DALLAS – A federal jury in Texas has ruled that Huawei stole trade secrets from a Silicon Valley startup, but has not inflicted any damage.
After a three-week trial, jurors at the US District Court in Sherman Texas stated Wednesday that although Huawei had abused technology from the startup, Cnex did not benefit from it.
The jury also rejected Huawei's claims that Cnex co-founder Yiren Huang stole technology while working for a Huawei subsidiary. He then recruited other former Huawei employees after joining Cnex in 2013.
Huawei is involved in a trade dispute between China and the US, where Chinese companies such as Huawei have been accused of enforcing technology transfers and stealing trade secrets.
The Cnex case is not directly related to this trade dispute, although it is overseen by the same federal judge, Amos Mazzant III, who has been assigned to Huawei's lawsuit against the US government. According to Huawei, a ban on the purchase of equipment by federal agencies and contractors is unconstitutional.
In a statement, Huawei called the Cnex ruling a "mixed verdict" and said it would consider the next steps.
Cnex with Financial Resources The backup from Microsoft and Dell Technologies works on solid-state drives, the types of storage common in smartphones and other popular devices. They start faster and are more reliable than traditional hard drives, although they are usually more expensive.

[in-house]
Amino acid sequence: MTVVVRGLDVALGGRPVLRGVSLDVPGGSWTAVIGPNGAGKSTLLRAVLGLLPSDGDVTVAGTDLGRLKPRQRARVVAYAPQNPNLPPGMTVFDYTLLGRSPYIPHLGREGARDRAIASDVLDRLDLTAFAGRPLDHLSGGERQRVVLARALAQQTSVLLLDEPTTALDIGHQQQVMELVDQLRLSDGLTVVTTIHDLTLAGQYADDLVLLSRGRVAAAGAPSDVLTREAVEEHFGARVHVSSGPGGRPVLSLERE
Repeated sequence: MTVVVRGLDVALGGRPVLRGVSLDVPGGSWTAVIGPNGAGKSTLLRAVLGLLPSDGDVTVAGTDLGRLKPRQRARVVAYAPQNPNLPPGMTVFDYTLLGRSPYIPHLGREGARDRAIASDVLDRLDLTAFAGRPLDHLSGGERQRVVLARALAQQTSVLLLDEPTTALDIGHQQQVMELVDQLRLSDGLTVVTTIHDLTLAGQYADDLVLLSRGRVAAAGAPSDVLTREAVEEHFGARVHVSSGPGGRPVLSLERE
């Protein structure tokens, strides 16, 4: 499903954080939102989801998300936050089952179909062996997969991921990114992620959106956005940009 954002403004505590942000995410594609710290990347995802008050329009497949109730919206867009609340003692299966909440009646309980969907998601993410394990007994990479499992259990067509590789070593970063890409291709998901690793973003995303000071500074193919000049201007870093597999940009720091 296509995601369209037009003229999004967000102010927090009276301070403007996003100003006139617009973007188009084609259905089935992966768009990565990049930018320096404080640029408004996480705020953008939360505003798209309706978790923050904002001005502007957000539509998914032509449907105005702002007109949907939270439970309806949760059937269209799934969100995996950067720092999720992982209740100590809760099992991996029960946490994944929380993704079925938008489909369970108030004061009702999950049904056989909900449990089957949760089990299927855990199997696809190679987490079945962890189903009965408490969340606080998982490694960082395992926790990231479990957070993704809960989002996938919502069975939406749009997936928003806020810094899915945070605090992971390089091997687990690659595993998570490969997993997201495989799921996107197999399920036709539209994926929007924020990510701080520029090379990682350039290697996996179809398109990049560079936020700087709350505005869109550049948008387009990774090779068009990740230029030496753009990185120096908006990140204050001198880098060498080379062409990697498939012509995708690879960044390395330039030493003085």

Huawei said Huang started Cnex three days after leaving the Huawei Futurewei machine and filed patent applications less than a month later. Huawei also accused Huang of withdrawing his staff and claimed that someone was caught downloading thousands of pages of confidential Huawei documents.
The jury found that Huang contravened a treaty provision on the disclosure of patent applications, but did not award damages after concluding Futurewei.
Santa Clara lawyers in California, Cnex, have argued that Futurewei hired Huang in 201